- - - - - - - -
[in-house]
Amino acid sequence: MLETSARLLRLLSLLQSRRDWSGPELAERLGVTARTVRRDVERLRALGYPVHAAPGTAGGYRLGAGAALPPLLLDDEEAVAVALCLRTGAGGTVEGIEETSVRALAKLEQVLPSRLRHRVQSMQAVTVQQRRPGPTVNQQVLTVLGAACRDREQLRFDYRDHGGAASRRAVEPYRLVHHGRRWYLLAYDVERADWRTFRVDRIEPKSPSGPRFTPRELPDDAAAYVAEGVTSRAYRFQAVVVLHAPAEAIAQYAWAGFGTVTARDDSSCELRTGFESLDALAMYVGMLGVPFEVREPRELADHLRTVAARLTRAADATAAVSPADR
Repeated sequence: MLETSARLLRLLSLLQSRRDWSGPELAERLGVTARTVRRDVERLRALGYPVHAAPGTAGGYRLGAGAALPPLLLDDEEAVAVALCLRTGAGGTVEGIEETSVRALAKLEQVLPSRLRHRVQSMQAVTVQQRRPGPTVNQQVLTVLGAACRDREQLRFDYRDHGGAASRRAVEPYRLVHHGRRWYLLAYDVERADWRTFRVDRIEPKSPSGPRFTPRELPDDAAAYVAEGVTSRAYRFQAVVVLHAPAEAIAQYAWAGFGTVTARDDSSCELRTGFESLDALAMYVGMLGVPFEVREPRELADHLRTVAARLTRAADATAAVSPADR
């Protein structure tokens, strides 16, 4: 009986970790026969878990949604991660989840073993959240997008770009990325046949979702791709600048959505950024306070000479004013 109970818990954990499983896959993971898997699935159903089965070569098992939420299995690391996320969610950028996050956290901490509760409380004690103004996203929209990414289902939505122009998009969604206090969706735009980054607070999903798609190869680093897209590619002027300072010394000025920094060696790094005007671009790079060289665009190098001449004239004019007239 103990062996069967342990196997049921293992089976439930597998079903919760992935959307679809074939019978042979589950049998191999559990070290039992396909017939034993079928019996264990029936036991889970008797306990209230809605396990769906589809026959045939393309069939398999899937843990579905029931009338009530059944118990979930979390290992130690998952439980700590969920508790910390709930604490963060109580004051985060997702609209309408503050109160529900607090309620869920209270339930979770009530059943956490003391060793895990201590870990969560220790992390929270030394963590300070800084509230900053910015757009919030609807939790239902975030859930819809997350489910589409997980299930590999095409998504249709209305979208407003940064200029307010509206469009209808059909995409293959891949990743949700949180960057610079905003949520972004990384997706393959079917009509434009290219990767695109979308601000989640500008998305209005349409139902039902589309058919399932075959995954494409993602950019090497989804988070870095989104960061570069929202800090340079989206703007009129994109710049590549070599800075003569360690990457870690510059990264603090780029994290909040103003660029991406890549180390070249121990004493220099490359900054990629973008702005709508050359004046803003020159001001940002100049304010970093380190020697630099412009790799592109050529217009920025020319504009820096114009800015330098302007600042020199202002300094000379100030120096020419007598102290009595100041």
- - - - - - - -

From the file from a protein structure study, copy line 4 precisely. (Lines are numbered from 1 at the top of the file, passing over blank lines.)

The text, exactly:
């Protein structure tokens, strides 16, 4: 009986970790026969878990949604991660989840073993959240997008770009990325046949979702791709600048959505950024306070000479004013 109970818990954990499983896959993971898997699935159903089965070569098992939420299995690391996320969610950028996050956290901490509760409380004690103004996203929209990414289902939505122009998009969604206090969706735009980054607070999903798609190869680093897209590619002027300072010394000025920094060696790094005007671009790079060289665009190098001449004239004019007239 103990062996069967342990196997049921293992089976439930597998079903919760992935959307679809074939019978042979589950049998191999559990070290039992396909017939034993079928019996264990029936036991889970008797306990209230809605396990769906589809026959045939393309069939398999899937843990579905029931009338009530059944118990979930979390290992130690998952439980700590969920508790910390709930604490963060109580004051985060997702609209309408503050109160529900607090309620869920209270339930979770009530059943956490003391060793895990201590870990969560220790992390929270030394963590300070800084509230900053910015757009919030609807939790239902975030859930819809997350489910589409997980299930590999095409998504249709209305979208407003940064200029307010509206469009209808059909995409293959891949990743949700949180960057610079905003949520972004990384997706393959079917009509434009290219990767695109979308601000989640500008998305209005349409139902039902589309058919399932075959995954494409993602950019090497989804988070870095989104960061570069929202800090340079989206703007009129994109710049590549070599800075003569360690990457870690510059990264603090780029994290909040103003660029991406890549180390070249121990004493220099490359900054990629973008702005709508050359004046803003020159001001940002100049304010970093380190020697630099412009790799592109050529217009920025020319504009820096114009800015330098302007600042020199202002300094000379100030120096020419007598102290009595100041």